Ken Philip

Ken PhilipWe are very deeply saddened to report that Ken Philip, one of our National Moth Week Science Advisory Board members has passed away. Ken, 82, was the founder of the Alaska Lepidoptera Survey. He had been a member of the Lepidopterists’ Society since 1956, and was currently serving as a Member-at-Large of the Executive Council. The Lepidoptera world has lost a valuable member.

Our deepest condolences to Ken’s family.

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Guest post – Lauren Zarate, Mexico

I LOVE insects and enjoy photographing them for display on Project Noah. National (and International) Moth Week is a wonderful way to create attention for the magnificance and variability of one of the largest and least seen groups of the insects. Their beauty, breathtaking adaptive coloration and camouflage make them fascinating subjects and can scarcely be surpassed by their importance in nature and as pollinators of many plant species.  At least half of my more than 1,600 spotting on Project Noah are of Moths from Mexico.  Remember to bring a magnifying glass to your National Moth Week experience and get a look at the tiniest moths up close! They are usually surprisingly colorful!

Automeris Moth Automeris zozine

Automeris Moth Automeris zozine

I am a Medical Entomologist and grew up on a ranch on Mt. Diablo near Clayton, California. After receiving my doctorate at UC Berkeley, I came to Mexico where I have lived and worked for more than 30 years. I live at 2,200 meters in San Cristobal de Las Casas, in the State of Chiapas which is a paradise for insects and especially moths! I keep an ultraviolet light facing the mountains and the valley wetlands and I see something new and different every night. My husband and children have insects around them all the time and are just as fascinated by the diversity and overwhelming ingenuity of the insects. Chiapas is one of the few places in the world with amber, a fossilized tree resin that in our case is around 30 million years old and is frequently found with insects.  It is unbelievable to hold an insect in amber that is 30 million years old, looks exactly like it’s decendents found today, yet existed before we humans could even call ourselves a species.

Bejeweled Silkmoth Copaxa lavendera

Bejeweled Silkmoth Copaxa lavendera

Without the insects, the Earth would cease to function and moths play  a vital role in the overall health and balance of our environment.  The more we see of them, the more we realize how fascinating our world is.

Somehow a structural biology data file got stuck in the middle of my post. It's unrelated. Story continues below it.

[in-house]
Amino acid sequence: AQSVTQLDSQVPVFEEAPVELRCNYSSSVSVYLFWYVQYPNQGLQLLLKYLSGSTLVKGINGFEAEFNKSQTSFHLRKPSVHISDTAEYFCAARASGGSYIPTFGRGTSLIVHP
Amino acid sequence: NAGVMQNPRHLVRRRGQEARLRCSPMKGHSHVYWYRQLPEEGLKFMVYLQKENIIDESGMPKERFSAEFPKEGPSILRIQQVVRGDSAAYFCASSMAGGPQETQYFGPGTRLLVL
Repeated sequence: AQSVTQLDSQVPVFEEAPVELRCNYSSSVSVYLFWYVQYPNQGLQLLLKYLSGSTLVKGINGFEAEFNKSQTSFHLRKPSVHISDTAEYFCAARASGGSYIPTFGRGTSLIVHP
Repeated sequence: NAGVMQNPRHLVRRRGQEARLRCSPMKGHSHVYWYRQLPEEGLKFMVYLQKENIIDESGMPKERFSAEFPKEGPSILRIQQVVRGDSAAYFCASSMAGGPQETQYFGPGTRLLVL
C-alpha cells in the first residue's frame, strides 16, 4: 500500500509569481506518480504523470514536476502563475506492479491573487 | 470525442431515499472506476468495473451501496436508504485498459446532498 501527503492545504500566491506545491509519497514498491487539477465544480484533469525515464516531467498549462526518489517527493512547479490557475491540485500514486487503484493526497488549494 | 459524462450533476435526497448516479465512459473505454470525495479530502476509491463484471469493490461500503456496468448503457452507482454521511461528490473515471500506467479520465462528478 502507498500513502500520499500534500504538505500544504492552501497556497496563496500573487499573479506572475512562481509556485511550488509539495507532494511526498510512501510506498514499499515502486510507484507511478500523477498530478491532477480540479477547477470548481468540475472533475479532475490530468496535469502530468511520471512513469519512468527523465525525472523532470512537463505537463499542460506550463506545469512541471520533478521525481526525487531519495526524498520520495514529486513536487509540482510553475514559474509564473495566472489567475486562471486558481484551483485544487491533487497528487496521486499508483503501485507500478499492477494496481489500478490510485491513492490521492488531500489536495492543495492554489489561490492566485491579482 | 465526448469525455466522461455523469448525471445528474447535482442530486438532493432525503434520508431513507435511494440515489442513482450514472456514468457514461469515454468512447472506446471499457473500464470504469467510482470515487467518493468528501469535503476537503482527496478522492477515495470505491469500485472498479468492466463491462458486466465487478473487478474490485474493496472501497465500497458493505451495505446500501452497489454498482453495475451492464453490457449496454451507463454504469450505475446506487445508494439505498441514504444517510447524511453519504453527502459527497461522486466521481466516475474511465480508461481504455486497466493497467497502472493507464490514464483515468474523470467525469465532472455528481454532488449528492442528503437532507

Buck Moth or Sheep Moth Hemileuca sp.

Buck Moth or Sheep Moth Hemileuca sp.

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Mid-summer Moth Madness – NMW 2013 in California, USA

Go Ahead, Bug Me creator, Becky Randall, sent this article about their Moth Week 2013 event in California, USA:

Last year for National Moth Week, the Insect Sciences Museum of California and Facebook page Go ahead, BUG me co-hosted a mothing event which they called Mid-summer Moth Madness.

Here is the poster they made to attract people to the event. They then made an Event page on Facebook and invited any friends they had in their area.

Go Ahead Bug Me Moth madness article 01On a beautiful mid-summer day, 16 people gathered at a private ranch in Clayton, California. Becky Randall, creator of page Go ahead, BUG me and Eddie Dunbar, founder of the Insect Sciences Museum had driven from San Jose and Oakland to co-host the event.  Also invited was Edgar Ortega and his group from The California Bug Club.

The group met early evening and had a wonderful dinner prepared by GABM founder Becky Randall. Everyone ate and chatted about their favorite topic… insects!

 Go Ahead Bug Me Moth madness article 02

As the sun went down everyone started to prepare for our evening. Down the hill there was a nice area where we could set up our lights and sheets with a table on each side for our insect paraphernalia.  Eddie Dunbar brought field guide books to try and identify some of the moths we found. Some people were collectors and brought little jars they could keep the moths in for further inspection.  Becky Randall brought her neice Jordan with her. Neither one of them had ever done anything like this before and they had the absolute best time!

Go Ahead Bug Me Moth madness article 03

Everyone had a camera. It was funny because everytime somoene said “Look what I found”, the whole group would get up and rush over to take photograhs. The Moth’s were definately the Stars of the show for this event.  That’s when Becky Randall came up with the term ” Moth Paparazzi.”

Go Ahead Bug Me Moth madness article 04

The group had lots of various moths fly in along with other insects. Most small moths but interesting none the less. The true ultra star of the night was a beautiful, large Polyphemus Moth that flew into camp around 1 am.  Robert Shields who is an insect enthusiast found it and made sure that everyone got a photo with it.

Go Ahead Bug Me Moth madness article 05As exciting all this was for the adults, there were kids there too and they had a blast. Having Eddie Dunbar from the Insect Sciences Museum there to teach them about mothing and how to be respectful to the moths and nature was awesome. He even brought small collection kits for the children. A great time was had by all for almost the entire night!  No one wanted to go to sleep!